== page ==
Idea shares in some form may be used as a currency so that those who submit ideas or evaluate ideas are essentially required to allocate among the various ideas that are submitted or allocated. In other cases, the outcome alone can be used and thus encourage individuals to promote only the best ideas. Furthermore, if an individual needs to commit resources of time and effort, that may be the measure of the submitter's or expert's commitment and avoid the need for exchange of shares as a reward or allocation means.
 Variable numbers of idea shares can be traded, thus reflecting a person's belief in the strength of the idea; thus an individual may promote multiple ideas, but can effectively weight his or her assessment by how many idea-shares are traded in a transaction. For a high potential idea, a submitter may not have to give up as many idea shares, and an evaluator may take fewer shares.
 In an alternative arrangement in which idea-shares represent points that indicate belief in an idea, a submitter may allocate idea shares among multiple ideas, with some getting more idea shares. In that case, evaluators may also add on their shares as well, so that when ideas get to top management, they have a value representing the value put on the idea as it passes among evaluators.
 In other embodiments, users may receive directly from the system offers of idea shares in individual ideas or of baskets of idea shares from many ideas, i.e., the system may push idea shares to users. For example, entrepreneurs may allow a certain percentage of their idea shares to be offered by the system to well-regarded experts strictly for their opinion. In that case, the system may ask an expert to review three pre-selected ideas on the system. To reward the expert for reviewing these three ideas and to ensure that the expert will indeed review all three of the ideas, the expert is allowed to choose between receiving either a greater amount of idea shares in one idea of his choice, or basket made up of a smaller amount of idea-shares in any two ideas of his choice.
 In short, idea-shares are a flexible currency instrument that can be used in one of many ways to allow individuals within an organization to place a value on ideas as the ideas are being evaluated.
 If a product is ultimately developed and sold, the resulting profit and loss can be used to assess the outcome from that idea and the interactions can be used to score individuals involved in the process. With idea shares, a party that had many idea shares, in a system constructed so that a party seeks to hold such shares to represent his or her belief in the idea, would benefit greatly if the outcome of the idea is significantly good.
 The system can determine whether an individual submits a small number of ideas with a high probability of success versus many ideas, few of which are successful. For the levels of individuals who evaluate the ideas, a score can be provided based on the extent to which the individuals promote successful ideas within the organization. While profit and loss is one logical mechanism for measuring success, other measurements could be used such as units sold or profit margin, and the organization could try to determine to the extent that the success of one product assists in the success of others. Some credit can be given for an idea being advanced by others, even if not ultimately developed, and in some cases, the adoption of an idea might itself be the outcome.
 When an individual submits an idea, the group that sees the idea for evaluation may be a large and fixed group, or can be determined by the administrator by selecting individuals. Alternatively, the system can use an optimizing function to look at different individuals to see how they score, and to try to balance the scores of individuals in all areas being evaluated. If individuals submitting ideas are allowed to weight those ideas, an idea that comes with a high rating could be provided to a team of individuals who have a generally high score in promoting successful ideas because in that case the submitter has indicated that he or she believes it is a promising idea. Individuals who have high scores and a proven record of good evaluation of ideas could intentionally be provided at a lower level to filter out ideas, or alternatively, the system may be designed so that such a person only evaluates the ideas after they have been filtered through others. The ideas that are thus provided to a high scoring evaluator will have their own score based on the scores of the person submitting the idea and based on the person who submitted the idea and based on the people who have previously evaluated the idea. Consequently, high scoring submitters with high scoring evaluators who promote the idea will move to other higher evaluators with a very high score with lesser scorers and lesser interest producing a lower score for the idea. The system thus can measure individual performance as it measures the performance of the corresponding idea.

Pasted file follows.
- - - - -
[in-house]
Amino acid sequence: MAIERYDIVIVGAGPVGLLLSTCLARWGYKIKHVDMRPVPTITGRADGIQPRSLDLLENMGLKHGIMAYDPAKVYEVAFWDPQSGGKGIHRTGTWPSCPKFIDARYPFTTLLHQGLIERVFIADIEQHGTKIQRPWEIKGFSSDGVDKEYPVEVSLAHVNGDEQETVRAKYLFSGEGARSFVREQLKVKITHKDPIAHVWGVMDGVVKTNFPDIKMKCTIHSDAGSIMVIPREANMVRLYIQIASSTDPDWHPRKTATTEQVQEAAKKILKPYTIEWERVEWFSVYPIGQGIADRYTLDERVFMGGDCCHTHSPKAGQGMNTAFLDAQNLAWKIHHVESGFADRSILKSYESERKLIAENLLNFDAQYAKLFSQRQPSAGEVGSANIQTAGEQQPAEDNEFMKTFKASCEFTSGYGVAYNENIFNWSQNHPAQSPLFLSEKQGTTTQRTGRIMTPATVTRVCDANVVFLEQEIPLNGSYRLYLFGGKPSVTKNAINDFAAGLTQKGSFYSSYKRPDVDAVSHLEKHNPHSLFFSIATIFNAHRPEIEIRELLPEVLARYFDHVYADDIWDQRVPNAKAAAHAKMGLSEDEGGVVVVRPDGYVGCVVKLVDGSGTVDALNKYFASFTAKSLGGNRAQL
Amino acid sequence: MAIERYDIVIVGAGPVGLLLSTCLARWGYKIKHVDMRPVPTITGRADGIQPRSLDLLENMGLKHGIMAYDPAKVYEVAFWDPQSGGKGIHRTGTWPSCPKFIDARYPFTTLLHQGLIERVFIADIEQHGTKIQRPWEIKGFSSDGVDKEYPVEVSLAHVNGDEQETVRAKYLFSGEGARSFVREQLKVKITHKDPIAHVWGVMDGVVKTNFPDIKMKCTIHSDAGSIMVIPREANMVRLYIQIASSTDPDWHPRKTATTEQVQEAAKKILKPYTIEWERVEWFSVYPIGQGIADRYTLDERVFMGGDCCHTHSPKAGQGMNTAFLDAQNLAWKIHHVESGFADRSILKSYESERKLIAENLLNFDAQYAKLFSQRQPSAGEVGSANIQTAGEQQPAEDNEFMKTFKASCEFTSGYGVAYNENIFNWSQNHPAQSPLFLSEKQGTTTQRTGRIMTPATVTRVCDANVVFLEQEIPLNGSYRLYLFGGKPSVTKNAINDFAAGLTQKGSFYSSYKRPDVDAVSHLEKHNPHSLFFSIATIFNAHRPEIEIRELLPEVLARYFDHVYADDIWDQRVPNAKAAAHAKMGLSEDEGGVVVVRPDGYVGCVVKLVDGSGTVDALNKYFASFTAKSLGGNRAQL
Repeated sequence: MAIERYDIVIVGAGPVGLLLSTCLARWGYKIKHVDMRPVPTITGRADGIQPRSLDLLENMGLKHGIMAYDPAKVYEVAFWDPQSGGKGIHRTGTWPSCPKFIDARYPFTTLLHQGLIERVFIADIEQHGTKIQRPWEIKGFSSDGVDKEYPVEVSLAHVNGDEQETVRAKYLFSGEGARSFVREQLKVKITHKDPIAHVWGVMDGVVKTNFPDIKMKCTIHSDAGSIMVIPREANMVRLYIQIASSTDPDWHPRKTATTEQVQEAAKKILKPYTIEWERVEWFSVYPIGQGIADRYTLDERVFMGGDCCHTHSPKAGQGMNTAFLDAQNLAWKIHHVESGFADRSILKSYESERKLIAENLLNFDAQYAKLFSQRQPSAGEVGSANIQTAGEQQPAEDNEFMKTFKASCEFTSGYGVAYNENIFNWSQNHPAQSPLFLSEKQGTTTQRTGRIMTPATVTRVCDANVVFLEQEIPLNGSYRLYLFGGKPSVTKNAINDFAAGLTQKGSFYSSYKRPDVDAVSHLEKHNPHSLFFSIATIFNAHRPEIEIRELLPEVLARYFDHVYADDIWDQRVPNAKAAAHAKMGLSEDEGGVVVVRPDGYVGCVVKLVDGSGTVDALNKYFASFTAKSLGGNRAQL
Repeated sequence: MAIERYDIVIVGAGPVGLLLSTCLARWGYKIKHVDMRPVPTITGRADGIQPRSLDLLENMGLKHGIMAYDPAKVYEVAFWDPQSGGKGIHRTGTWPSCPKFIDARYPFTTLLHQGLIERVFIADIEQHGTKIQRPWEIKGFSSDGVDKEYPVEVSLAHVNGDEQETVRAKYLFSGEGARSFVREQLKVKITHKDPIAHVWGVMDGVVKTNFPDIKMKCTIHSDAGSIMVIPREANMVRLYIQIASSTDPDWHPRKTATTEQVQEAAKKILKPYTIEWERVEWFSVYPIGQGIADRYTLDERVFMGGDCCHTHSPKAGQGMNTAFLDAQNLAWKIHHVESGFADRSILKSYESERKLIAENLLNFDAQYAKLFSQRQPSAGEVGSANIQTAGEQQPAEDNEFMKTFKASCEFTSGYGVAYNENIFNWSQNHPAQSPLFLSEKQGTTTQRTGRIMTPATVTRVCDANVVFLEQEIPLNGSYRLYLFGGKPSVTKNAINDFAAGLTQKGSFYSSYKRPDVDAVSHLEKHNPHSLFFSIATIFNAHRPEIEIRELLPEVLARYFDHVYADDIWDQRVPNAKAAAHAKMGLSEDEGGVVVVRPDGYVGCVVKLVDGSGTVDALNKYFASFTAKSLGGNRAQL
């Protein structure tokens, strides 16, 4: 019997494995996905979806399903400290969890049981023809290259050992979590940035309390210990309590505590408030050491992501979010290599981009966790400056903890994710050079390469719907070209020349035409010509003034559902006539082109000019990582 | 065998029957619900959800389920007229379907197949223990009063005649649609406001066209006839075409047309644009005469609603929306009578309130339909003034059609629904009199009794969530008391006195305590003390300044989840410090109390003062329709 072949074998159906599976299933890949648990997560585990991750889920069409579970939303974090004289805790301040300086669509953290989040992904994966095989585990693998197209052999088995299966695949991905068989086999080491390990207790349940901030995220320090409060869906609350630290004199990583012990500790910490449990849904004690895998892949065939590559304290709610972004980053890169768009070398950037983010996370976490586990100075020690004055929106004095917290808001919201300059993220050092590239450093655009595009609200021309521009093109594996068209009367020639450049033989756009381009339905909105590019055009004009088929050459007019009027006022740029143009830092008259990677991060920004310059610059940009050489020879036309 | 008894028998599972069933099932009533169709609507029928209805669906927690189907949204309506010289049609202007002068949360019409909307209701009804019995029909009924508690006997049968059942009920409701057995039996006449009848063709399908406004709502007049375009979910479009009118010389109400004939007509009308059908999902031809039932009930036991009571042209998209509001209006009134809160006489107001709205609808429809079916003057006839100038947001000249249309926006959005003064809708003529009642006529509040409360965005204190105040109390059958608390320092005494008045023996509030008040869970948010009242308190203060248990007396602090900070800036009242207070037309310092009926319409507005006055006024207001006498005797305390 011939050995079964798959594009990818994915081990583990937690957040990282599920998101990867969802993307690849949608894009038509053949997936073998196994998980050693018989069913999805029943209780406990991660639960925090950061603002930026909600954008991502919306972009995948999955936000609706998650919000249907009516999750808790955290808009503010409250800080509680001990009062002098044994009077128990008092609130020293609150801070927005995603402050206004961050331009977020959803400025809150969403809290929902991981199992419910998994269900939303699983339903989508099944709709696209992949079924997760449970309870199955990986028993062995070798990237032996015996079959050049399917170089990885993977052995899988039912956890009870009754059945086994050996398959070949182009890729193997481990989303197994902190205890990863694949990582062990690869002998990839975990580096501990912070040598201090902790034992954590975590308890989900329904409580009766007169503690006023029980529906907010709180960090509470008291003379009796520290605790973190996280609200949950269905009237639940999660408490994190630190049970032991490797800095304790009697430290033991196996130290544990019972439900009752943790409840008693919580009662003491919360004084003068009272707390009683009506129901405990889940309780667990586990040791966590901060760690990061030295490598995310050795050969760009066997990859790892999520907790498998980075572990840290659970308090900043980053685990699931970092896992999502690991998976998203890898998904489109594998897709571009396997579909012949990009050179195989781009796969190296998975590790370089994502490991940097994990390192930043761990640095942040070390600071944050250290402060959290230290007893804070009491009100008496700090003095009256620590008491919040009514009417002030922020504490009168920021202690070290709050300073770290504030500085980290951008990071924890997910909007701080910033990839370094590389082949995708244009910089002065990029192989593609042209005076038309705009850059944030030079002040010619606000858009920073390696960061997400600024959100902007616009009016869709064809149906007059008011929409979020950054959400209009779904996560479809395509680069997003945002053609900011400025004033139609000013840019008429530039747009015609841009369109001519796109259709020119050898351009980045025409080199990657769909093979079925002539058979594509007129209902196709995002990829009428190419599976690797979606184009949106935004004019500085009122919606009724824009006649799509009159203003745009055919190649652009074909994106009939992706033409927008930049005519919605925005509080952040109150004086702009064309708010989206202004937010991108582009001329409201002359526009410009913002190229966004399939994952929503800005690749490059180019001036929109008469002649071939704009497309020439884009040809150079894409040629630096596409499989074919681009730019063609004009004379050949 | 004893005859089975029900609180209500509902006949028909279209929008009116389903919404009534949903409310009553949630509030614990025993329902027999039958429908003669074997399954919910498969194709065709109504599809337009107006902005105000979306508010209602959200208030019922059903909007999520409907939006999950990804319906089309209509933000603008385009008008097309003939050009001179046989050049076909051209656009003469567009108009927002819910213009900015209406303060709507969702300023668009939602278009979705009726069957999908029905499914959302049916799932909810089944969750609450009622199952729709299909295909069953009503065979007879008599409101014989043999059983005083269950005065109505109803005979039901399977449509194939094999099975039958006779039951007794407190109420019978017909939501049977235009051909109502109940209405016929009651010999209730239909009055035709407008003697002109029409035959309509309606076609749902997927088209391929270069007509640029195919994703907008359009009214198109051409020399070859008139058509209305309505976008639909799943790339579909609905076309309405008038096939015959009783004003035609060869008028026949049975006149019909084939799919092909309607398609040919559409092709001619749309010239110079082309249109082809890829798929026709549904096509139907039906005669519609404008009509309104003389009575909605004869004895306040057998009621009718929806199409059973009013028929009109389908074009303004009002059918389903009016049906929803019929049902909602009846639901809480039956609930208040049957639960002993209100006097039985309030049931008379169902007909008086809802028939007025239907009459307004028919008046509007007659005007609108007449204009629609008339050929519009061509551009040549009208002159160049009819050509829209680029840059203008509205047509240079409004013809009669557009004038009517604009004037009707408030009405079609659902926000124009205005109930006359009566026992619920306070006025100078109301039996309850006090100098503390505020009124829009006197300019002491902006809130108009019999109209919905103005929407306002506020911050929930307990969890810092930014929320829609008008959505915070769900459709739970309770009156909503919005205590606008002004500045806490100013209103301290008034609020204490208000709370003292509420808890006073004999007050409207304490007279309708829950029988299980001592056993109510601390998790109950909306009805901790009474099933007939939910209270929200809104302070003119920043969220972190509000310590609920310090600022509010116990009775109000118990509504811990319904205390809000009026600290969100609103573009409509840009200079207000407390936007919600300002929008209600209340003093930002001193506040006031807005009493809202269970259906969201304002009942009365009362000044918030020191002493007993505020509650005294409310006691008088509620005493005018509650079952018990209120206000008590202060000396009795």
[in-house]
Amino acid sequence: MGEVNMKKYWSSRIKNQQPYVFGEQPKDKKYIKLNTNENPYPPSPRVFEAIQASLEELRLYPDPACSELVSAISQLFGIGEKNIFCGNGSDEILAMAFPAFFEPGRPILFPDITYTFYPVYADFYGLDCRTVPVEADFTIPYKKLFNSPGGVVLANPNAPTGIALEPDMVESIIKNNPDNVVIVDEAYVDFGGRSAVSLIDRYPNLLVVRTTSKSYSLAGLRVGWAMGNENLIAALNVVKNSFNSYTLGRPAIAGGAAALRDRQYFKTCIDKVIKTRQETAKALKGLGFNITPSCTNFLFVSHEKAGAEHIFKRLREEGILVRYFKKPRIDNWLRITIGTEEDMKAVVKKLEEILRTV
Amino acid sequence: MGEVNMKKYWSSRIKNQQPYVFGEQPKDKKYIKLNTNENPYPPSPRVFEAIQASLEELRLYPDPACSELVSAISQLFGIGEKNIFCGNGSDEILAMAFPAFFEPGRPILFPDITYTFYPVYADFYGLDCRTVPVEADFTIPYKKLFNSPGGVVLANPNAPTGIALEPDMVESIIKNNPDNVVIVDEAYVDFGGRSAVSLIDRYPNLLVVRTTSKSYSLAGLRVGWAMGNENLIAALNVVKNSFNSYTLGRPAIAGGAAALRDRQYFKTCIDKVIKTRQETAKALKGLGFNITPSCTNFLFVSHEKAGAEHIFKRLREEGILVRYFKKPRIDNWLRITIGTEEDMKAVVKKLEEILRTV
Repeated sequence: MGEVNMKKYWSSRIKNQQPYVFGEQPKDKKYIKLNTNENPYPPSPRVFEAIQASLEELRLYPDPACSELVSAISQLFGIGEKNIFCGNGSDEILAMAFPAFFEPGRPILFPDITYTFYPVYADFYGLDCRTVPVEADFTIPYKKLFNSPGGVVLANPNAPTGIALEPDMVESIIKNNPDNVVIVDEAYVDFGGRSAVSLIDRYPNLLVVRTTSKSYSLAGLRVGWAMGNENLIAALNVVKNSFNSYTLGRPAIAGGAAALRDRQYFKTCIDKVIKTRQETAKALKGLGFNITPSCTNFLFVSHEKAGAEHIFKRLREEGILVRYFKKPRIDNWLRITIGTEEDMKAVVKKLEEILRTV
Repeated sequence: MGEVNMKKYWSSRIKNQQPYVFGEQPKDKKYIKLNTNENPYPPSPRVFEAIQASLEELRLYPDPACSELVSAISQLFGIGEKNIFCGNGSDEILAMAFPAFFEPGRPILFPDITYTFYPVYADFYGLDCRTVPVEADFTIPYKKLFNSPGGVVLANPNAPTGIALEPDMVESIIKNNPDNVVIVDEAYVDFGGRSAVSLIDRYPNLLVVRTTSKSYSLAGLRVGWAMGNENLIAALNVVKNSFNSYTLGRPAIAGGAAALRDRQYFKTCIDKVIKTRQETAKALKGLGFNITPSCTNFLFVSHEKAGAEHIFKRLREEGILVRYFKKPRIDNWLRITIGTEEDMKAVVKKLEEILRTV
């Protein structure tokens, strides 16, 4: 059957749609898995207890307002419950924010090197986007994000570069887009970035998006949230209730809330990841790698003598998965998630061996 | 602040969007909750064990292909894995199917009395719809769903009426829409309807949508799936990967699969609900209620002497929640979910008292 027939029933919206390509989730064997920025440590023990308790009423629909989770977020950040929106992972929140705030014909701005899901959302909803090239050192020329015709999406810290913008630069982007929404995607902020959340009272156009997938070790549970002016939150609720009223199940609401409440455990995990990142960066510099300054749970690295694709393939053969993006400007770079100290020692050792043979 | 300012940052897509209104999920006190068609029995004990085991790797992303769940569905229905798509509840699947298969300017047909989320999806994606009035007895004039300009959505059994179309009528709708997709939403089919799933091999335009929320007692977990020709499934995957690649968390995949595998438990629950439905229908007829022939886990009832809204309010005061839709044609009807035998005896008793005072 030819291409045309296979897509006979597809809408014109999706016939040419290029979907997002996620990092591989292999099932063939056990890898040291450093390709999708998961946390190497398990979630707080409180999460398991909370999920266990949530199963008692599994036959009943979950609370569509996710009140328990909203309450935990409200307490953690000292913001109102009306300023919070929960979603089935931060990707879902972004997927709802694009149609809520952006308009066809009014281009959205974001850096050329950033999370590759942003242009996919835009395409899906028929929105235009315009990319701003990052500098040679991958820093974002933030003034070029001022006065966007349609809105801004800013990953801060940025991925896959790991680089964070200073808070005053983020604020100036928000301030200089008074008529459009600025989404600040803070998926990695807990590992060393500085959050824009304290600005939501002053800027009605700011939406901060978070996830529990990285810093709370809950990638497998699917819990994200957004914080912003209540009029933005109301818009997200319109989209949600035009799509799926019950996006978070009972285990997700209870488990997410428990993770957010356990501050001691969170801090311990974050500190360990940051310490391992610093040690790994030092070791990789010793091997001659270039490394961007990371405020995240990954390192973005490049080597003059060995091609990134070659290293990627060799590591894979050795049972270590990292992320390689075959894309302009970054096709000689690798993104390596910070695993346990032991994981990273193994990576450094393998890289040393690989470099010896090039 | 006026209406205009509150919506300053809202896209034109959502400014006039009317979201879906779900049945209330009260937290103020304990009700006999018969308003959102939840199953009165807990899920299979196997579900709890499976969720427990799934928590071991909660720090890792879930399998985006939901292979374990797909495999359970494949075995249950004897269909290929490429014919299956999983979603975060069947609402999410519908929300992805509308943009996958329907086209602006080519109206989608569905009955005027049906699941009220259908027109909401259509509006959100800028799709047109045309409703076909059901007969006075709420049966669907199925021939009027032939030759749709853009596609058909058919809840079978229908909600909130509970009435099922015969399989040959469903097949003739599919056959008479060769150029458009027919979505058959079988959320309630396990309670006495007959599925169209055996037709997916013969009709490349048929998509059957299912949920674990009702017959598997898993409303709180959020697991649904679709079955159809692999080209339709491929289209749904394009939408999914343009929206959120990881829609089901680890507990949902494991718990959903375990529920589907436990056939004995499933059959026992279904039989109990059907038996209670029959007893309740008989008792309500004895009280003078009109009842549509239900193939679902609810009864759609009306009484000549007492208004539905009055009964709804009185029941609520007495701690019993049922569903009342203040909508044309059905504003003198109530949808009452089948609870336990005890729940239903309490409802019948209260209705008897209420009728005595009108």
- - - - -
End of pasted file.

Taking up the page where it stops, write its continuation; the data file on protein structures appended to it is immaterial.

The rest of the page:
The ideas can take the form of new product ideas, but could also be technical improvement, marketing channels, sales leads, territories, different ways to bundle or package products, manufacturing efficiencies, or any other potentially useful business ideas.
 As indicated previously, the scoring is preferably done in a content neutral manner such that the system need not know exactly what the idea is or any details about that idea except to know that it had a certain level of interaction and a certain outcome. Content evaluation could be added, although this would add a level of subjectivity to an otherwise objective system.
 The system and method according to this embodiment of the present invention would be implemented through a network with an engine that includes processing and storage capabilities. The processing can be performed by one or more computers, and the storage would typically be a database or some other system with the ability to store the needed information. The programs by which the operations of the engine are executed can be stored in a medium, such as an optical disk, for use in other machines. The programs can be written in any of numerous ways to address particular problems and particular concerns associated with the institution.